Can Digital Health Prevent You from a Premature Death?

June 27th, 2013
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“Prevention is better than cure,” said Desiderius Erasmus, the Dutch Renaissance humanist and scholar. Now, a modern report on technology highlights just this concept, and in the process emphasizes the value of digital health in aiding prevention.
 
In this year’s Internet Trends report, the authoritative assessment of the Internet’s evolution, Mary Meeker of Kleiner Perkins Caulfield Byers featured various components of digital health. The report shows a relationship—albeit not necessarily a correlation—between the volume of health data being shared, the number of wearable devices, and health apps and the increasing power placed in the hands of consumers to manage and improve their own health.
 
In one powerful statistic, Meeker’s report showed that 40 percent of premature deaths—the largest proportion of such deaths—are due to behavioral factors such as smoking, obesity and inactivity, and alcohol abuse. This figure indicates that consumers can proactively avoid premature death by becoming better informed about their own health and, if/when motivated, taking action to avoid the risk factors.
 
 
Meeker also points out that, at 30 percent, genetics makes up the next largest factor in premature death. While it may be easy to assume that genetic causes of disease defy prevention, a classic article in Health Affairs demonstrates that only two percent of all deaths in the United States are due to purely genetic influences, such as Huntington’s disease or rare childhood cancers. Therefore, we can conclude that most risks from genes are probabilistic, and our behaviors and environmental factors may drastically reduce our overall risks for certain diseases even when a genetic predisposition may exist. In aggregate, the data presented shows that more than 70 percent of premature deaths can be prevented. It’s my strong belief that digital health can help significantly to change this statistic.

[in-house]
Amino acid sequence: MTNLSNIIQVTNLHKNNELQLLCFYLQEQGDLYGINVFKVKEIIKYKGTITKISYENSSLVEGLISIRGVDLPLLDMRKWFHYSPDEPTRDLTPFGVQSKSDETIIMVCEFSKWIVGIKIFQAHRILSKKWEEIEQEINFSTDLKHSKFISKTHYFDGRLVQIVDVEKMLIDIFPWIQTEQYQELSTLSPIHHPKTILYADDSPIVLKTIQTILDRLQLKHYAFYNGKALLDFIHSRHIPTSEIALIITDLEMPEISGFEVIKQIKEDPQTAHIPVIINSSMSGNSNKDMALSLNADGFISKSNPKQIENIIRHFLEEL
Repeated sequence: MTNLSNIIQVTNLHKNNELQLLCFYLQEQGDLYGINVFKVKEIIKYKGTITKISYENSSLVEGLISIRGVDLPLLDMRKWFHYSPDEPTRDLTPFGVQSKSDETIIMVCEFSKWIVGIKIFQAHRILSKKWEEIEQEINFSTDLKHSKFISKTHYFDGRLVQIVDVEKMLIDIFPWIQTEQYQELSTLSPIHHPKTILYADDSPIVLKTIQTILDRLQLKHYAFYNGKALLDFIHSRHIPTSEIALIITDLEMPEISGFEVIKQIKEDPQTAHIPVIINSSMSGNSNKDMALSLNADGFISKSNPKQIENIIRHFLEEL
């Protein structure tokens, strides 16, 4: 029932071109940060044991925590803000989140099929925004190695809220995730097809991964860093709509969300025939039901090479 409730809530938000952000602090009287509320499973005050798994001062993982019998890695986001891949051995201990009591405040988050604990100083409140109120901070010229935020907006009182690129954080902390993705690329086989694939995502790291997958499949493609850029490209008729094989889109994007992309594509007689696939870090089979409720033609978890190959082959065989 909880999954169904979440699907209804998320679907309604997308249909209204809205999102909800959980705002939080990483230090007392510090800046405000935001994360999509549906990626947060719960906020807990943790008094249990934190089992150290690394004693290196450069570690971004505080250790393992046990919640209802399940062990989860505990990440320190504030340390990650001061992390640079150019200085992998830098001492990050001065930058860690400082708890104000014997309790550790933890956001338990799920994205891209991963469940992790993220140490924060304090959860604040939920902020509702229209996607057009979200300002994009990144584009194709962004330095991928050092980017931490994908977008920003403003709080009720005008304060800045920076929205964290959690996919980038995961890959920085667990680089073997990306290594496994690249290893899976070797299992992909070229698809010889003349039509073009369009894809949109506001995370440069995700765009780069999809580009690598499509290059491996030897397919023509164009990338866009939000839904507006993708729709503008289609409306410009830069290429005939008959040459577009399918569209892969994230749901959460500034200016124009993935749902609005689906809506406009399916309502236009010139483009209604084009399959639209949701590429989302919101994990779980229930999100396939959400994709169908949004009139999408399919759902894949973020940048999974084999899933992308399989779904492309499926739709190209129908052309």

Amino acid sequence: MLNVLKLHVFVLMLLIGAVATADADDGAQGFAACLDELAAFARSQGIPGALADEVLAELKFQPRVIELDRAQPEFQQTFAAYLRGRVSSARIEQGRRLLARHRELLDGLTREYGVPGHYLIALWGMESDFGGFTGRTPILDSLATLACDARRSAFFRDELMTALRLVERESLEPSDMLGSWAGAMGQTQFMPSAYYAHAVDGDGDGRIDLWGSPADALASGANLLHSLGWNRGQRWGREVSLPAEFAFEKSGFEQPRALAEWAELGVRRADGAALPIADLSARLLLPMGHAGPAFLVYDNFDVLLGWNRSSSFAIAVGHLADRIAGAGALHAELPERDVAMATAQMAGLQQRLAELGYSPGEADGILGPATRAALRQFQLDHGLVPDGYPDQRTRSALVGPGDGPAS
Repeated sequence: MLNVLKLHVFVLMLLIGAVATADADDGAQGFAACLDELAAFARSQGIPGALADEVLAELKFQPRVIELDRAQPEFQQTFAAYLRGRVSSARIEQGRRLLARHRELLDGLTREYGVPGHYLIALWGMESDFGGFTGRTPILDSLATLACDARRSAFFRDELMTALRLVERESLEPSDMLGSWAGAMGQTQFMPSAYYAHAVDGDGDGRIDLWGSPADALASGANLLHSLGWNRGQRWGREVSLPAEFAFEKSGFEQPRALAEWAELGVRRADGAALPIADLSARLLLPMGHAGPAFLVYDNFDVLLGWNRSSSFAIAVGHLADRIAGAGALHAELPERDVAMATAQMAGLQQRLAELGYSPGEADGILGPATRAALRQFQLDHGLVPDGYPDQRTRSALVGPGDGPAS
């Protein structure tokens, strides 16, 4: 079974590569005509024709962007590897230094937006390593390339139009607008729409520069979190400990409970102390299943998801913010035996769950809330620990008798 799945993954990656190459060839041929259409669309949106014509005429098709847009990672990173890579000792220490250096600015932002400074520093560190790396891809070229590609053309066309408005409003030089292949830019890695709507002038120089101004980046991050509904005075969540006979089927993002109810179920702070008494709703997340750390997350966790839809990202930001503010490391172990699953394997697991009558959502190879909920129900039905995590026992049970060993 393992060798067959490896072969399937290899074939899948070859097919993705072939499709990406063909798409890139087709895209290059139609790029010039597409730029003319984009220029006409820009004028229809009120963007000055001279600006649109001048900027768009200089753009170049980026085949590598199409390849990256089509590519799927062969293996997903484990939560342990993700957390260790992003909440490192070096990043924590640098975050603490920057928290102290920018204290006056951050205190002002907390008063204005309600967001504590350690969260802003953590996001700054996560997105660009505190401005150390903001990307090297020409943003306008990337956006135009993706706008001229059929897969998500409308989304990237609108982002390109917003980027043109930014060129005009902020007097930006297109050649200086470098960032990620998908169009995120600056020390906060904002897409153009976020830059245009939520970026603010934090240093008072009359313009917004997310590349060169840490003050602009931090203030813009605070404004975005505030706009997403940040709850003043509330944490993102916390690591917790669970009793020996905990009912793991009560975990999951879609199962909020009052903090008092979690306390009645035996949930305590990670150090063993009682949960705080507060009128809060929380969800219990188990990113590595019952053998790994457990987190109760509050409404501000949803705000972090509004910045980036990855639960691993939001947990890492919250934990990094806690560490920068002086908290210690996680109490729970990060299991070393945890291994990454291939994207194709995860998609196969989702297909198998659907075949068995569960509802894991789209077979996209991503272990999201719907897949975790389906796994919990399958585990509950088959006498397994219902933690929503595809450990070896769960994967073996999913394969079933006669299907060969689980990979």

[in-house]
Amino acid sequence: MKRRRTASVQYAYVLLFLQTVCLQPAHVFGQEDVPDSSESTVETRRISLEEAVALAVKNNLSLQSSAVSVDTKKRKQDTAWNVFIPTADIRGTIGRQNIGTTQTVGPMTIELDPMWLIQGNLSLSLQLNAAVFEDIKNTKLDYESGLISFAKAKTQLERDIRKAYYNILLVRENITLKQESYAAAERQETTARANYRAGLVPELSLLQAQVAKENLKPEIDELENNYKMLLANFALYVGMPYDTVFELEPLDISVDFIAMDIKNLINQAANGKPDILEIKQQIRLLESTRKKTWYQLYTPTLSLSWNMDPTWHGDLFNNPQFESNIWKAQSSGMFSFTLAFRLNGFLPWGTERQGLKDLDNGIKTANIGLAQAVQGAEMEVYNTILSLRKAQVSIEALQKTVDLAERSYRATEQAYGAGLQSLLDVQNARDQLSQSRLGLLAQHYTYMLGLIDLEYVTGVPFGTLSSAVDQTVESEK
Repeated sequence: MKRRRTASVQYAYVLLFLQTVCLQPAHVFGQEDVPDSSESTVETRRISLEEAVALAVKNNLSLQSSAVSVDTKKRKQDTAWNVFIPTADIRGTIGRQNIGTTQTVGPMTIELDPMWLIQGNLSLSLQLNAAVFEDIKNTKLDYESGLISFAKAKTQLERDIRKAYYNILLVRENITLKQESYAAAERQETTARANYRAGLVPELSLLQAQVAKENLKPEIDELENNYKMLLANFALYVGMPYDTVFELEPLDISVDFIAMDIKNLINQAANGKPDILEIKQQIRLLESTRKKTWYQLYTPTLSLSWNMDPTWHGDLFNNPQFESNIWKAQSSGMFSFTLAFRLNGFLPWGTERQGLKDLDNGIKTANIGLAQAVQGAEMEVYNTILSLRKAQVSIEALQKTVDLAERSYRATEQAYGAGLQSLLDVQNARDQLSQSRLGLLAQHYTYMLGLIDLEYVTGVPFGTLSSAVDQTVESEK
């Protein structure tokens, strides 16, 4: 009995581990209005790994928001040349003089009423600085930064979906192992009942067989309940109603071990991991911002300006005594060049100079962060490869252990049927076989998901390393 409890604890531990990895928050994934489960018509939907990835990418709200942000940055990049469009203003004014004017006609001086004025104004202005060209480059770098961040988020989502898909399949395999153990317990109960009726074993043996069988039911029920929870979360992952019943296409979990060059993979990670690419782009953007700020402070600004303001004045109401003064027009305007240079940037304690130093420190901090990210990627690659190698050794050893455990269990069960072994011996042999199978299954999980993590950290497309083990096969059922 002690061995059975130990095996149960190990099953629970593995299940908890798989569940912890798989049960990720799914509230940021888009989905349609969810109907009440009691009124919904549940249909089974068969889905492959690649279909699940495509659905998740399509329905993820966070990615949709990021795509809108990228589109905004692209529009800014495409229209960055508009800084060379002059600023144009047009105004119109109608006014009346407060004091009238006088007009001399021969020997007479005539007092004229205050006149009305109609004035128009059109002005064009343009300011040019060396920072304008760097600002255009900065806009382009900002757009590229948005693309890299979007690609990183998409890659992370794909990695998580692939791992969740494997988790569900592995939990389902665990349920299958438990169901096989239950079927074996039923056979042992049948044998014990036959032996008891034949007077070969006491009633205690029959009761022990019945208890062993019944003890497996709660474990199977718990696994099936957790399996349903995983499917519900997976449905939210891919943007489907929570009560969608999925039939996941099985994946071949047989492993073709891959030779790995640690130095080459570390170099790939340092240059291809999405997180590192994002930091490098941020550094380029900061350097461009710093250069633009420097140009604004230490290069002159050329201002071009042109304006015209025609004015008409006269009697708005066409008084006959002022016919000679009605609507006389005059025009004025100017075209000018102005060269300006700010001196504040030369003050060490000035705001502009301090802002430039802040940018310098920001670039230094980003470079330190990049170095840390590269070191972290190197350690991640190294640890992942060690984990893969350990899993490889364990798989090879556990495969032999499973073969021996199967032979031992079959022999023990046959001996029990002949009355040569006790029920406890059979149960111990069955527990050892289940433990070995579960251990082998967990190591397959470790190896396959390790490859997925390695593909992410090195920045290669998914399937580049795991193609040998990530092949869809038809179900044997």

This data on genetic disease risk and behavioral choices places increased focus on the value of personal genetic tests like those from 23andMe and Pathway Genomics, for example. While these direct-to-consumer and doctor-facilitated consumer genetic reports are in their nascency, they represent an enormous opportunity for consumers to be informed of their own genetic makeup and to leverage other, complementary digital tools designed to help them in health planning and monitoring. This may be a clear example of newly available information being used to motivate individuals to follow a better health path, thereby hopefully avoiding becoming one of the aforementioned premature death statistics.
 
At Popper and Co., we’re applying our diverse expertise and interests to find new directions and dimensions in the digital health world. Follow us on Twitter, sign up to receive our e-newsletter, or contact one of us to learn more.


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About the Author:

Popper and Company takes a comprehensive approach to helping our clients leverage information to improve the efficiency of healthcare delivery. We’re a team of diverse professionals – physician entrepreneurs across multiple disciplines, engineers, scientists, and clinicians – each with a unique perspective and problem-solving capabilities.

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